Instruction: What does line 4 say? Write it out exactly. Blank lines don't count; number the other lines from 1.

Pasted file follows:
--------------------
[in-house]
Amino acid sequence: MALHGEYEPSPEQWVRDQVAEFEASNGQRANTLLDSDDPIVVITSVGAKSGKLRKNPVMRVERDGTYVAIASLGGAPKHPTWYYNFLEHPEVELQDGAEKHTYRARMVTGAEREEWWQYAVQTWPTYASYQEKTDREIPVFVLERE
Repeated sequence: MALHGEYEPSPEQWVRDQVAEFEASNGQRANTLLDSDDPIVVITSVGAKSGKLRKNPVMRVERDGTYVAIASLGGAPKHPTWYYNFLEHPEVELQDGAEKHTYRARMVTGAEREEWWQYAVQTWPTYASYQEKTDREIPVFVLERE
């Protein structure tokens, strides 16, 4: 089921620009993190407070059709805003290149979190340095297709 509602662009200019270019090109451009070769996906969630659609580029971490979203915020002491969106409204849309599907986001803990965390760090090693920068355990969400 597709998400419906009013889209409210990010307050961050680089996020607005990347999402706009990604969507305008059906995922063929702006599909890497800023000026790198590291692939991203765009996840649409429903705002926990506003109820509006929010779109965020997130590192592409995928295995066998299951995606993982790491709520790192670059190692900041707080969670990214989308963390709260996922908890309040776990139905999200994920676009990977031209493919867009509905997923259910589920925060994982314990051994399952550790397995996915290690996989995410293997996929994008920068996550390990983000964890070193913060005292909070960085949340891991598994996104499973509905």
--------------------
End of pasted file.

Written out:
């Protein structure tokens, strides 16, 4: 089921620009993190407070059709805003290149979190340095297709 509602662009200019270019090109451009070769996906969630659609580029971490979203915020002491969106409204849309599907986001803990965390760090090693920068355990969400 597709998400419906009013889209409210990010307050961050680089996020607005990347999402706009990604969507305008059906995922063929702006599909890497800023000026790198590291692939991203765009996840649409429903705002926990506003109820509006929010779109965020997130590192592409995928295995066998299951995606993982790491709520790192670059190692900041707080969670990214989308963390709260996922908890309040776990139905999200994920676009990977031209493919867009509905997923259910589920925060994982314990051994399952550790397995996915290690996989995410293997996929994008920068996550390990983000964890070193913060005292909070960085949340891991598994996104499973509905």